I noticed the feathers before he did, which was a good thing. Normally he doesn’t care about things that have already expired—his earnest heart wants the heady scent of delicate bird bones sheathed in wings, whisper-thin veins pumping transparent blood to a tiny, thumb-sized heart. That’s the smell he lunges for, not the decaying fetid stink of death—we both recoil from it. As we get closer the heap proves to be a blackbird, a crow, huddled under one of the oak trees and unnaturally still. You almost never see them dead. I’ve see lots of dead birds, and dying ones too, but never a crow—here, you don’t hunt them, and they’re too smart to get hit by cars or fly into windows. Or that’s what I thought. It’s hard to say what happened here, underneath the tree. Probably a car, I think, as we jog past. I see his wings half stretched, dull now even though the light of this morning has been nothing short of glorious (you know the kind of light--that shines through the trees, so the spidery veins of each perfectly tapered leaf show in their gentle strength, and it makes you stop in the middle of your run to take it in for a minute, because the world in her beauty, deserves appreciation though she doesn’t as for it—it was that kind of light) and the normally agile and curiously cocked head was twisted into the dirt, in a way that was so undignified it was clear that this clever bird was not in his right mind. We kept running—Cedar giving the bird only a cursory glance as we leave him behind. I take a different way home.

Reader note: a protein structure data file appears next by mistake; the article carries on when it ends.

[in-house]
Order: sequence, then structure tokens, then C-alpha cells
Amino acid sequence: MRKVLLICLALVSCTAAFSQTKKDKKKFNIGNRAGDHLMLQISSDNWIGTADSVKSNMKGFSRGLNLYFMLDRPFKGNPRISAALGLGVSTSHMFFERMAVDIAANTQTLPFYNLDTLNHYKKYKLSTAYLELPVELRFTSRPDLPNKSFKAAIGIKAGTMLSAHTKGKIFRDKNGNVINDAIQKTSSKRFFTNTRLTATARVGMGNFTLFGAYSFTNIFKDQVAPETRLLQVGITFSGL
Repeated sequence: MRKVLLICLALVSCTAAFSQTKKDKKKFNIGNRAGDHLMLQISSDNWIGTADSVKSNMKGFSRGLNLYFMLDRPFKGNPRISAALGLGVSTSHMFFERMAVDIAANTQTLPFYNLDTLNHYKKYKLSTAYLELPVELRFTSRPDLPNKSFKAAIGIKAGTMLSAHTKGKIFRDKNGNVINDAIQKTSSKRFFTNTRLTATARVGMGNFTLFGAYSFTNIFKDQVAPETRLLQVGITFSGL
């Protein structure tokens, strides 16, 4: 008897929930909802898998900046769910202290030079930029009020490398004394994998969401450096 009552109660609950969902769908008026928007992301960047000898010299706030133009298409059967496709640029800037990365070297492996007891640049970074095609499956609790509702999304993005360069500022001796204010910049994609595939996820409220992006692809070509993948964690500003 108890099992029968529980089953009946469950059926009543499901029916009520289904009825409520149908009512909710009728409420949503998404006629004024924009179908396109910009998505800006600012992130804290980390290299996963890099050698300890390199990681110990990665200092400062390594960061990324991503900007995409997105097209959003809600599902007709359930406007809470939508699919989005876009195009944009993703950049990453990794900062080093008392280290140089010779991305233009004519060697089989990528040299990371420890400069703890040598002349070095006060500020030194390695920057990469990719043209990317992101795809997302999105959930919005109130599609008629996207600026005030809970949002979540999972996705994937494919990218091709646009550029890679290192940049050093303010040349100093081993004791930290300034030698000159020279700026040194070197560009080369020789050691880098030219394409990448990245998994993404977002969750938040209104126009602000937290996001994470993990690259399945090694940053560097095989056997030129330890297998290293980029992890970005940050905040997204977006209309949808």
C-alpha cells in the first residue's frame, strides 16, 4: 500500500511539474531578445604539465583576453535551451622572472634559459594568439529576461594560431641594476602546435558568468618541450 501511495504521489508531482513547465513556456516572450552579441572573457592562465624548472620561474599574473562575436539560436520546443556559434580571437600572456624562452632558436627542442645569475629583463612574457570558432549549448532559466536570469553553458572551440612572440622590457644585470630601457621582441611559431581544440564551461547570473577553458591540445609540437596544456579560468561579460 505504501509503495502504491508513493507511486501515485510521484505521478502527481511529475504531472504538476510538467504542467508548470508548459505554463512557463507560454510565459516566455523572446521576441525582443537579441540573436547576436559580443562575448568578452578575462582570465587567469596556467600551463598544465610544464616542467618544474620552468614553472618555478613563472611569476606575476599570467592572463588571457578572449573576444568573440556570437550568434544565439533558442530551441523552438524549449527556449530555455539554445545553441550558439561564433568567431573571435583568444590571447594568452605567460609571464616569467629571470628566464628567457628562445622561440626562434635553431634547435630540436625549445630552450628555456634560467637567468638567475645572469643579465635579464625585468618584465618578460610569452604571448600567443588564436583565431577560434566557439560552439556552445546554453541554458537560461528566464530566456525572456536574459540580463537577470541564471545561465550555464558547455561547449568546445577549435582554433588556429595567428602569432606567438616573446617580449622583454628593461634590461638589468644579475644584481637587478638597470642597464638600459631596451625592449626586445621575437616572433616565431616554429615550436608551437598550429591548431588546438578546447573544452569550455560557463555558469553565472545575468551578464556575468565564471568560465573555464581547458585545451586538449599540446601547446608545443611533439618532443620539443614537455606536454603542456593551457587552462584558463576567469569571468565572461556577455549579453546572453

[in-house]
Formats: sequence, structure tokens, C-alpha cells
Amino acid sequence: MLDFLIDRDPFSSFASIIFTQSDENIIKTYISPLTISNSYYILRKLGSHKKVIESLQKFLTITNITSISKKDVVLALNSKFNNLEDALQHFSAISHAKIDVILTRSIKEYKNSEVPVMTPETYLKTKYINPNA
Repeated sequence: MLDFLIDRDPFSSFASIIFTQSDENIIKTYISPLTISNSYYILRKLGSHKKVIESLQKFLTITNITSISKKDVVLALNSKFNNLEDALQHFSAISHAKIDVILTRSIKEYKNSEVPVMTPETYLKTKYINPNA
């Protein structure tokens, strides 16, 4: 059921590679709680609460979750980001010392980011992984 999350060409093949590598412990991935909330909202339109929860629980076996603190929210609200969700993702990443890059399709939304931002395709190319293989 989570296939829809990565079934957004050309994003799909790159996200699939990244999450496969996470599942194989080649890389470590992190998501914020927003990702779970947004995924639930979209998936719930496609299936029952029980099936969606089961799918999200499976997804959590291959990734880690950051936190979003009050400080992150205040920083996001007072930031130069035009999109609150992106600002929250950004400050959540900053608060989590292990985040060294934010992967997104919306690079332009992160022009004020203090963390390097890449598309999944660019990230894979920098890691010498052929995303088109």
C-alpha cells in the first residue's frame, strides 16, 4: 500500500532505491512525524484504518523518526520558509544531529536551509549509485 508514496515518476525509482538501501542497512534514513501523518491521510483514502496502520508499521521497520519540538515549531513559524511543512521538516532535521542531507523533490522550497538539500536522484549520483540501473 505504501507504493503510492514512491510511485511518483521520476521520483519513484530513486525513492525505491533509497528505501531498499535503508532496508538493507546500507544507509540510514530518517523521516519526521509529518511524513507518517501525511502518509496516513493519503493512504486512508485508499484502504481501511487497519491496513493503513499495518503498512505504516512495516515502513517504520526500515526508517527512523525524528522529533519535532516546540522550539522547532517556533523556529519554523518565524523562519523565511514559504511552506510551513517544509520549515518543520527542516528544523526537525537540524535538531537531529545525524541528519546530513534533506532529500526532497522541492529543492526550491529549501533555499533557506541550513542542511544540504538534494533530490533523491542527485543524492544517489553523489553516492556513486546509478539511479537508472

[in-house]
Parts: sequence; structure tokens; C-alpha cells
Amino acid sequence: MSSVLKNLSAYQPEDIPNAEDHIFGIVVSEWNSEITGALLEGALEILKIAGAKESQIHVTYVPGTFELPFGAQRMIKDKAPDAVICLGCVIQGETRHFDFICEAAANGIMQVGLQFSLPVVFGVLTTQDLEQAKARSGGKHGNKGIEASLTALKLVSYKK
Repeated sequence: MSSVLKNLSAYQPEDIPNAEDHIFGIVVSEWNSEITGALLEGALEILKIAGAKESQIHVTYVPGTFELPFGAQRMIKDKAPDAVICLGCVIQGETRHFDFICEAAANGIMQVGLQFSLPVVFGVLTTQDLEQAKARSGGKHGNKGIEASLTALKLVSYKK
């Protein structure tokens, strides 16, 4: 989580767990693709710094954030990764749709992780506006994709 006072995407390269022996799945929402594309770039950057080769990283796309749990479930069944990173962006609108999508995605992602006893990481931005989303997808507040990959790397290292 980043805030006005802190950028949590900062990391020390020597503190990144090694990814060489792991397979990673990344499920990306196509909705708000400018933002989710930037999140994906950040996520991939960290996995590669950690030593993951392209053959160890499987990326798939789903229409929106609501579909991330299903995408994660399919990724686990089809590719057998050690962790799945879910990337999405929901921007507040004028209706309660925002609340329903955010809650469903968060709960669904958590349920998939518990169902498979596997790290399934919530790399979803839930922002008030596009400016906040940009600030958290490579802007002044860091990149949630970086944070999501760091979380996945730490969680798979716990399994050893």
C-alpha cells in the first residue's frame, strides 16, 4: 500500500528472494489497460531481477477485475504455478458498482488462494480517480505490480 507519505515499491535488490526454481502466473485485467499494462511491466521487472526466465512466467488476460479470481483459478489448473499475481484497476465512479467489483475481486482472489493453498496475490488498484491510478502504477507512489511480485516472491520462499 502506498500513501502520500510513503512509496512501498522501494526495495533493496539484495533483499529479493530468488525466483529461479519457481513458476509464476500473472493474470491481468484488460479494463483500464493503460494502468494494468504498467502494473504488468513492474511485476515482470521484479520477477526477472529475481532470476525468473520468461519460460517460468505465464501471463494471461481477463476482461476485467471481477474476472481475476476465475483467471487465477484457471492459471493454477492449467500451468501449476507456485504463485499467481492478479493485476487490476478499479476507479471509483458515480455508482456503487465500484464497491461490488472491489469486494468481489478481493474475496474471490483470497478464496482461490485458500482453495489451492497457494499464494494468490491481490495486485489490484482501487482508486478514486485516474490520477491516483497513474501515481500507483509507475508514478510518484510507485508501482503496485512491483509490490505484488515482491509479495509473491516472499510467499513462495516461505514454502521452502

When I see a squirrel squished on the side of the road, a day or two later, the specter of the bird haunts me. It comes to the forefront from the back of the mind, twisted wings and dirty feathers, in the mud of a neighborhood I will probably never be able to live in. The deepest part of my heart wells up in a wave of dark sorrow and I am left a shuddering, weeping mess, an aching pillar of sadness. Were they just trying to cross the road, and then, suddenly, the infinite came to claim them?
This is not rational, I know. But here is my admission—every now and then, I cry for road kill because if, I think, I cried for the real things—proxy wars and drowning refugees, suicides and global warming, the pain of isolation and the pain of company we don’t love—I might never stop. To each of these, a part of the soul numbs to such excruciating pain, to the burden of compassion and our own humanity. But numbing is not the same as ignoring, or getting rid of; rather, I think we experience a transfer of emotion. The overwhelming nature of global strife can be paralyzing if we take it in one gulp, if we let each thing strike to our core. So I cry for the road kill, and let it come as it does.
For the rest, I do what I can. I listen to my mother—I obey that compassionate heart, rooter of all underdogs, as much as humanly possible—I remember the depths of my compassion. I work to practice gratitude, and I try to be kind, even when it is not returned. I believe in justice, and listening to the stories of victims, and helping whenever possible to settle conflict or to crusade if it’s on behalf of people unable to crusade for themselves. And I have faith—in the common binds of humanity and the greater kindness of the universe, and I pray to all the Gods above, that in the end, we find a way to take care of each other.